(or, "Special Weather Statement in Effect Until Further Notice)
This is the view out my bedroom window this morning. This has been the view out my bedroom most mornings during the month of July. Our region has been "blessed" with near-daily thundershowers -- total rainfalls are in the double-digits -- and so, flash floods and dampened spirits have been epidemic for what is beginning to seem like forever.
Long-time readers, all three of you, may remember that this is the time of year when the stress level at my job switches from "easily forgotten with a glass of wine at dinner" to "please-please-please-don't-let-me-kill-any-body-this-week." It's the time when the summer institute I am in charge of goes live, and my colleagues and I play host to adult students from across the country for a month of (their) professional development. Since enrollment is less than half of its usual 40-some participants (a statistic that brings its own stressors), one might be tempted to believe that things would go fairly smoothly this time around. Alas, one would be rudely shaken from that belief when, a week in to the Institute, the phone rings just before noon on a Sunday with the news that a participant is in the local emergency room with what may be congestive heart failure.
Luckily, that participant is back in class and doing well, her diet being closely watched by her classmates who won't let her within 50 yards of a salt shaker to avoid further fluid retention.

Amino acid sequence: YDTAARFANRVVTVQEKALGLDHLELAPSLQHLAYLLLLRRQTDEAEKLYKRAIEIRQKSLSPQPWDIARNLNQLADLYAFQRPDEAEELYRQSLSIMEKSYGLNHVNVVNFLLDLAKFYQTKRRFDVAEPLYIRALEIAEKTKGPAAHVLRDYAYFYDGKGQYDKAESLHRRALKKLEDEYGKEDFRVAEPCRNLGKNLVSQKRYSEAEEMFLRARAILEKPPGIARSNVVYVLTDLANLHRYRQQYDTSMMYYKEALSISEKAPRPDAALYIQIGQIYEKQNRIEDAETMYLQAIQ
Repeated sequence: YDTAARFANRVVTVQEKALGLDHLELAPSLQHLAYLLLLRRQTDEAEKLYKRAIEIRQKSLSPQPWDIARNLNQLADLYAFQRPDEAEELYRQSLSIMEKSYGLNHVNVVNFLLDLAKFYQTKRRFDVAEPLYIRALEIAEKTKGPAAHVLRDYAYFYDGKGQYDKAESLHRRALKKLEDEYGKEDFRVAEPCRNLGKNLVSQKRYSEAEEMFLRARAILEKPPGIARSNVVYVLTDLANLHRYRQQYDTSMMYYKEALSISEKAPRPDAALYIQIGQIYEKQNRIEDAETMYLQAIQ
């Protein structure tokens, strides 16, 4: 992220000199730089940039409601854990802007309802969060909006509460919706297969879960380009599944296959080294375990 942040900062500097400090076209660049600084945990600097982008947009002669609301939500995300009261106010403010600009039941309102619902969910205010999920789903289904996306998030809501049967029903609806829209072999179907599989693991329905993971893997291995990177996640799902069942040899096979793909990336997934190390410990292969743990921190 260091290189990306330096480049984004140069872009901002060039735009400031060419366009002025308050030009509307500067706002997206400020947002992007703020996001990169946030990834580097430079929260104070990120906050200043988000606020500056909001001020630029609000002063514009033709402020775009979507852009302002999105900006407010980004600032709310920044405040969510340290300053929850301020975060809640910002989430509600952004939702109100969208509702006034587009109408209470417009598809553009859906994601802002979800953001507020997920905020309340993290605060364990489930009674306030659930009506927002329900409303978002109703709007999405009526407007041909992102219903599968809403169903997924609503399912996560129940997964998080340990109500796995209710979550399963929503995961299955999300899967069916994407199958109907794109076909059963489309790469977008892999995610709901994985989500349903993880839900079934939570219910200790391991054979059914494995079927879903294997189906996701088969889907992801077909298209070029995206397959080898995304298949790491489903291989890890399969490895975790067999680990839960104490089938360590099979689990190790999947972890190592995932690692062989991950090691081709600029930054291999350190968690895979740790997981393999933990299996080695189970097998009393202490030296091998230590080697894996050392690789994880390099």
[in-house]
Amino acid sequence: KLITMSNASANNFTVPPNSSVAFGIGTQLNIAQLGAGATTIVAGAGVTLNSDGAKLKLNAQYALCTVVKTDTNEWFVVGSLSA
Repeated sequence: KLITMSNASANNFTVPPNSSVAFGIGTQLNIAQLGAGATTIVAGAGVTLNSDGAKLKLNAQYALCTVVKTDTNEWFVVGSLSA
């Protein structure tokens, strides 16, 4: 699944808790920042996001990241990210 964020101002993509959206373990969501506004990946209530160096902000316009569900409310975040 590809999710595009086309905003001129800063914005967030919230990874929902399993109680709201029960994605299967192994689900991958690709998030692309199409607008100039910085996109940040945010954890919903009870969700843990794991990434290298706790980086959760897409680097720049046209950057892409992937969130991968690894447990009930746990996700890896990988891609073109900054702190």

A fairly uneventful week was then followed by the sight of a participant limping in to the classroom with a request to be taken to the infirmary. Crutches and RICE therapy have gotten him almost fully mobile a week later.
The phone message that was waiting for me this past Monday, though, informed me that another participant was in the hospital, this time with a possible TIA (aka, mini-stroke). After two days they discharged her with the okay to return to her already restricted "normal" activities (she suffers from a seizure disorder).
By this time, I'm thinking that running a camp for 200 high school wrestlers would be a piece of cake compared to overseeing my 20 mostly-middle-aged educators, but that position's not vacant so I'm stuck here until August. 2.
I guess one bright spot is that the weather forced cancellation of that canoe trip thingy I always dread.